We went to the library in Camden. [We are on a county library system. The branch in Bethune has limited hours and is about as big as our living room-limited selection. The good thing is, no matter what branch we borrow from, we can always return it to the Bethune branch.]
But we went with a purpose. Everyone had to get a book out for a project they will complete within the next few weeks. It could be science, craft, etc. I believe I will be seeing some medieval costumes being put together, some shadow box theater, some and backwoods crafts among other things.
I had another special mission. I had to find a play for the family to perform. We decided to find a short play that we could put on together. Everyone wanted to know: who will be the audience? We replied "No one. We are doing this just to do something together." We may actually have to pick two plays as we couldn't find one which met all the criteria (short, proper number of characters, decent story, etc.) The first will be "The Play of St. George", which is a 13th century traditional folk play. This has six players and is really in fact a Christmas play-but we'll do it anyway. Maybe I can add a couple parts to give everyone a line. It will particularly appeal to the boys as there is some sword play in it. If we do a second play, it will come from a book entitled: "Round the Year Plays for Children" and is yet to be determined.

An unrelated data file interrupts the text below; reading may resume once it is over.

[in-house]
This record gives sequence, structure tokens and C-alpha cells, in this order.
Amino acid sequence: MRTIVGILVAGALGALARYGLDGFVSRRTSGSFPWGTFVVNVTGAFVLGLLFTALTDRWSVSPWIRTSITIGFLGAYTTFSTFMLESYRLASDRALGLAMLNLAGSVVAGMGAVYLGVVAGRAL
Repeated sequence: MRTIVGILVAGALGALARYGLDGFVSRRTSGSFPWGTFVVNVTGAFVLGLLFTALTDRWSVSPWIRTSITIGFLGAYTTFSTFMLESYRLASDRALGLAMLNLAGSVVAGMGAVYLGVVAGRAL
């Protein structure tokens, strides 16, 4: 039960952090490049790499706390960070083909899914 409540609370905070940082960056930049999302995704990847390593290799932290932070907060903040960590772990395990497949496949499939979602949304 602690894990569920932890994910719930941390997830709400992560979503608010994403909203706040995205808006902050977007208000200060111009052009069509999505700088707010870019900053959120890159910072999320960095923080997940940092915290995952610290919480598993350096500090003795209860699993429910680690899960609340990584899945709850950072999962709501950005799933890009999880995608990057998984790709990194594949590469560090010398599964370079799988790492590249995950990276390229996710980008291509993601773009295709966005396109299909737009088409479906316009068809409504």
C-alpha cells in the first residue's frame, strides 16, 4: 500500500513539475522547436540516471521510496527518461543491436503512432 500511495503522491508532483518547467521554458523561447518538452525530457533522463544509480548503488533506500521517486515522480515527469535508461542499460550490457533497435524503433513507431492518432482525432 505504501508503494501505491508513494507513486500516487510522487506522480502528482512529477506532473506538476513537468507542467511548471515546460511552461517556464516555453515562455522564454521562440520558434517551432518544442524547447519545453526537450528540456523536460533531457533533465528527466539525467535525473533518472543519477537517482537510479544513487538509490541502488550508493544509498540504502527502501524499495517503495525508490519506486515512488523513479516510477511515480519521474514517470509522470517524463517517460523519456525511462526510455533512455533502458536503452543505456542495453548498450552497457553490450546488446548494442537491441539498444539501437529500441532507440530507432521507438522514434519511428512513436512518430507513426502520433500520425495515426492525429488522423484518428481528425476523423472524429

And now to the title of the post...Some readers may be familiar with the book (and several movies) Beau Geste by PC Wren. Beau Geste is one of my all-time favorite adventure stories since I was a kid. I have read it numerous times and love the Gary Cooper movie version. A few years ago I discovered that Beau Geste was the first of a trilogy, the others being Beau Sabreur and Beau Ideal. I read Beau Sabreur a few years ago at the time of my discovery. It was pretty good, not as good as the first, but pretty good. But I never located the last book. Recently however Mrs. Curley ordered it for me through interlibrary-loan. I picked it up on Saturday and finished it last night. (Taking a short vacation from "Diary of a Country Priest".) It was pretty good also. I'm not sure how it stacks up to the original-I am a few years older now and my desire to join the French Foreign Legion for adventure has waned a bit. Supposedly all in the trilogy can stand alone-and this is certainly true for the first two, but after reading the last, I would say that it certainly makes more sense if the first book and possibly the second have been read. These books are books of great adventure, friendship, sacrifice, and brotherly love. (Off-hand I would guess that the proper age is upper teen years.)
Finally, to Mrs. Curley's consternation, my last selection at the library was a book entitled, "How to Live in the Woods on Pennies a Day" by Bradford Angier.